- Christian Dye

Tuesday, January 22, 2013

New Season, New Projects, New Faces

Our first week together included introductions, and a Saturday research day at Heʻeia Fishpond. 
Becoming acquainted with Heʻeia Fishpond, and the fickle weather
From left to right: Kinaʻu, Christian, Jacob, Jordan, Sherine, Danielle, Pua, Tiffany, Sherril.  Pua and Sherril are difficult to see.  Not pictured: Michelle.

Faces! From left to right: Laura, Michelle, Kinaʻu, Christian, Jacob, Jordan, Tiffany. Missing Pua and Sherine.

This season we will be working with Danielle and Sherril on their respective projects.

Danielle explains set-up and recording with the YSI
Danielle introduced us to the YSI, a very expensive device (parts of which can be submerged underwater, and parts that must never get wet) that typically has several probes designed to measure dissolved oxygen, pH, conductivity, and pressure. 

We all give a go at handling the YSI.  We practice taking surface and deep data.

Tiffany, show 'em how it's done
Surface data requires dipping roughly 1/3 of the sonde into water, and recording for 3 minutes. In the same spot we then take the deep data which requires lowering the sonde, slowly so as not to stir the sediment, until the sonde reaches the bottom, recording for 1.5 minutes.  We record the start times for each.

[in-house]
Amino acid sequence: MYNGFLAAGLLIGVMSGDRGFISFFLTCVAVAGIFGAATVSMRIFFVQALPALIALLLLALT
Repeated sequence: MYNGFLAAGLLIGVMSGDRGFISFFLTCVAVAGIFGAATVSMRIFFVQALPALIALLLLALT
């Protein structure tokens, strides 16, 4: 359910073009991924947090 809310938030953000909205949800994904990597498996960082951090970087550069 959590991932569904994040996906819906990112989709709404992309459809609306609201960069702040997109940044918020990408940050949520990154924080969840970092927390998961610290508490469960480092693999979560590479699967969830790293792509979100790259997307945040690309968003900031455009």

Some of Danielle's background questions include: 
  • What's in the water?  
  • How'd it get there?
  • How does it affect water quality?
Specifically, Danielle is interested in the chemical exchange that is influenced by storm events.  

We start our Saturday research day by collecting water samples.

A symphony of "bloop-bloop-bloop-bloop...bloop" as the interns practice filling their bottles to the utmost.

From left to right: Jacob, Pua, Sherine. Collecting ocean side samples.
 We split into 3 groups, one to collect water samples along the ocean side of the pond wall, one to collect water samples within the pond, and one to start filtering samples.
Collecting water samples and YSI data

 Water samples are taken at the surface or bottom of a water column, or both, depending on the site.  Bottles must be rinsed out at each site prior to collection.

We reconvene and filter our samples ferociously. We learn that each drop of water sample is crucial, as we are using each set of water sample to run 4 filtration tasks.

We are introduced to our filtration rigs.

Christian, Michelle, and Kinaʻu explain the steps to filtering.
We filter for Total Suspended Solids, SEDEX and Nutrients, Alkaline Phosphates Activity, and Dissolved Organic Carbon on  filtration rigs that are hooked up to vacuum pumps.  Each type of filtration requires a specific filter.

Christian filters  Chlorophyll a on a separate filtration rig.

Danielle recaps the day, and hints at whatʻs to come in the future.

End to a highly productive day/week.  Go team! :)